- Countries around the world are experiencing very hot weather due to climate change, and the humidity only makes it worse
- Global warming has made some places too hot to live, and the stress of the heat can be dangerous
Climate change has sent global temperatures soaring, culminating in devastating heatwaves. In the one that struck Europe in July, the United Kingdom experienced its hottest temperatures ever, topping 40.2 degrees Celsius at Heathrow.
Hong Kong also experienced its hottest day of the year so far in July – the Observatory recorded 35.6 degrees at its headquarters in Tsim Sha Tsui on July 22 – making it the second highest July temperature on record.
On hot days, health officials recommend wearing breathable clothes, drinking plenty of water, and staying indoors. But this may not be enough as climate change makes heatwaves longer, more frequent and more extreme. Their effect on our bodies can be measured through wet-bulb temperature.
What is wet-bulb temperature?
Wet-bulb temperature (WBT) is a measurement of dry air (or dry-bulb) temperature – what we typically read on a thermometer – combined with humidity.
This is examined by wrapping a thermometer in a wet cloth and blowing a strong wind through it – the reading is the WBT. It is always lower than the dry air temperature because as evaporation takes place, heat escapes with the water, hence cooling down the thermometer’s bulb.
When WBT is low, that means the air is dry, and water vapour can easily evaporate. Conversely, when WBT is high, it means the air is high in water content, making it more difficult for water to evaporate.
How do higher wet-bulb temperatures affect us?
WBT is used as a measure of heat stress and our body’s ability to keep itself from overheating (see graphic). When the WBT exceeds the upper limit of safety, sweat cannot evaporate, meaning the body cannot cool itself down – this can be fatal.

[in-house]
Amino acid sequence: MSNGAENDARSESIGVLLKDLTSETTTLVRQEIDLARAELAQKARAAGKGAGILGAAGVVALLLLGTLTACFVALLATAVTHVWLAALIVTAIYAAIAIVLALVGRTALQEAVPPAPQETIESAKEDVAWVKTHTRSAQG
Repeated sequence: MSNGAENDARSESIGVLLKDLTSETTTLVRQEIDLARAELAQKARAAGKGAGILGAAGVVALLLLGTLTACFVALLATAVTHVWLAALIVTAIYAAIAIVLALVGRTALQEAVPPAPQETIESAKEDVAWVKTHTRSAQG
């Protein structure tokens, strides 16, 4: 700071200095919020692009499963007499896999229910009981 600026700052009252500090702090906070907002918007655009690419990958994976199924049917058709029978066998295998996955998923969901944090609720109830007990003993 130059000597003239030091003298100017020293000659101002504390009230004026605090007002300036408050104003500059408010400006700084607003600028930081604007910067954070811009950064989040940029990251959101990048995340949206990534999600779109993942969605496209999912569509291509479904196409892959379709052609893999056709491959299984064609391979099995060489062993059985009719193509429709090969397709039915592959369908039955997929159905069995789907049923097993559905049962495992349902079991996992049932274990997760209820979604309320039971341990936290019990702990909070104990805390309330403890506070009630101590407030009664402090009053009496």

Tapio Schneider, a professor of environmental science and engineering at the California Institute of Technology, told US news site NBC News: “You can die just by sitting there. You do not need to move or do anything else. There’s simply no way to cool, and you overheat.”
A study published by the Proceedings of the National Academy of Sciences of the United States of America in 2010 estimated a WBT of 35 degrees was the upper limit of safety for humans. But a more recent study published in the Journal of Applied Physiology in January found that a WBT of 31 degrees was harmful to young, healthy adults – older people are likely much more vulnerable.
Climate change and wet-bulb temperature
High WBT has become more common in the last 40 years because of global warming, making some places too hot to live in.
A study published in Science Advances in 2020 revealed that some areas of the world had already reported a WBT of 35 degrees. It also found that there were about 1,000 occurrences of a 31-degree WBT in Pakistan, India, Saudi Arabia, Mexico and Australia.
Globally, the number of times a WBT of 30 degrees was reached more than doubled between 1979 and 2017.
Nasa climate scientist and author of the study, Colin Raymond, told The Guardian that while previous studies projected this phenomenon would happen a few decades in the future, research “shows it’s happening right now”.
“The times these events last will increase and the areas they affect will grow in direct correlation with global warming,” Raymond said.
Find out more
Is Hong Kong vulnerable to high wet-bulb temperatures, and what does this mean for us?
Yes, Hong Kong has a hot and humid climate from May to August, with the average relative humidity in August reaching 81 per cent.
The Hong Kong Observatory defines high wet-bulb temperature (WBT) as 28.2 degrees or above, and according to the Observatory, the annual number of days with dangerous WBT is expected to increase in this century.
This means the future holds more unbearably hot, humid days. Those who work outdoors are at higher risk of succumbing to the deadly heat.